Catholic churchman, Brian McCreesh, brother of IRA member Raymond McCreesh who later died on hugerstrike in somewhat disputed circumstances (Raymond is alleged in historical papers to have wanted nourishment in his final days, but was persuaded by his family to continue fasting to death) claimed that his brother was ‘not a criminal’.
Raymond had certainly proven that he had an exceptional will to live.
Cornered in a house by British soldiers after a failed attack on Beleek British army base in June 1976, Raymond did what no other IRA volunteer had ever done – he called the RUC in Bessbrook and asked them to come and arrest him because he didn’t trust the soldiers not to shoot him.
Having received Raymond’s vote of full confidence in its professionalism, the RUC did what Raymond asked and went along and arrested him and a number of his comrades.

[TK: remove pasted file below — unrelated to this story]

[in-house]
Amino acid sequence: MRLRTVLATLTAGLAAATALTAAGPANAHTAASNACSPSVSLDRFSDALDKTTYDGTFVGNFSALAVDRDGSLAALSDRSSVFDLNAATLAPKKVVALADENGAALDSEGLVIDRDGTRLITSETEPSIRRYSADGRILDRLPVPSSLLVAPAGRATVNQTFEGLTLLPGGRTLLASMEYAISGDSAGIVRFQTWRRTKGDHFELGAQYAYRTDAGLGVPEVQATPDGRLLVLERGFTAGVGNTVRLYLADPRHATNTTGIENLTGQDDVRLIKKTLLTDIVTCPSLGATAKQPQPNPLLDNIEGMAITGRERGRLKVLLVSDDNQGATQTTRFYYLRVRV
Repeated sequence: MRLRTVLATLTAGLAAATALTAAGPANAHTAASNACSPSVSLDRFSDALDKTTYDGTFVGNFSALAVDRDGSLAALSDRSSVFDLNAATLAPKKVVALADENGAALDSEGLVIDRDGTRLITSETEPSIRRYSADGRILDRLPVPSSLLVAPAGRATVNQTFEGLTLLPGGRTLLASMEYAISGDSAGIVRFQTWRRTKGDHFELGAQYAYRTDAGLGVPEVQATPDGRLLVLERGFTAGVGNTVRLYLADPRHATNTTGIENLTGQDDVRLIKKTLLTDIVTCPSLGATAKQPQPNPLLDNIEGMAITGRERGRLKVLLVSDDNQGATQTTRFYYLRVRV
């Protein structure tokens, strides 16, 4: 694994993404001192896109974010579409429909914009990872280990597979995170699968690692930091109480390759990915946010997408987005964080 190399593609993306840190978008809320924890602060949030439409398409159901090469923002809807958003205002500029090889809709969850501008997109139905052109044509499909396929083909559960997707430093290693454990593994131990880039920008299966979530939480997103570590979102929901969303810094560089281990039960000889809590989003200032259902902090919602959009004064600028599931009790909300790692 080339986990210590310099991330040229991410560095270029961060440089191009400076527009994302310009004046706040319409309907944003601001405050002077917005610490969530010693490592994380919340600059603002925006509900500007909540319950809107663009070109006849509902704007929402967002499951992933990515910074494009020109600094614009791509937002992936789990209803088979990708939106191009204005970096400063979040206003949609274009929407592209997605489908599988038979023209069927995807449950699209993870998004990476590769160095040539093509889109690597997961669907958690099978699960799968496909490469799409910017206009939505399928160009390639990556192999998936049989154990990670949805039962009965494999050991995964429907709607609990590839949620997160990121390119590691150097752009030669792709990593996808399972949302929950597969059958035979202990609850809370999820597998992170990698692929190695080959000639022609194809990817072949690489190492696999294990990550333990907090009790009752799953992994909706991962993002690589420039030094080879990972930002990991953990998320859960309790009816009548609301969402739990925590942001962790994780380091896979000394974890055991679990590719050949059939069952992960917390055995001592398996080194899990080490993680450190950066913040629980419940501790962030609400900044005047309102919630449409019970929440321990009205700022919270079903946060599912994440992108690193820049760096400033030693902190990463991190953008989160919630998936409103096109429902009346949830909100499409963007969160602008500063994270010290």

Unlike all of the IRA’s captured/abducted prisoners, Raymond was not tortured and then executed on a border road.
Raymond made a large number of verbal admissions to the RUC and gave many details about his activities, but not about all of them.
He was later sentenced to 14 years in prison for attempted murder, possession of a Garand rifle and armour-piercing ammunition and IRA membership.
Raymond’s actions in calling the RUC to come and arrest him, allied to his ‘squealing’ quite a bit in police custody, would in most circumstances have resulted in his not being fully trusted thereafter by the IRA. He might have been required to take up residence in Cage 8 if he had gained ‘special category’ status – the Cage for those who – among other things – had been deemed to have ‘squealed’ in interrogation.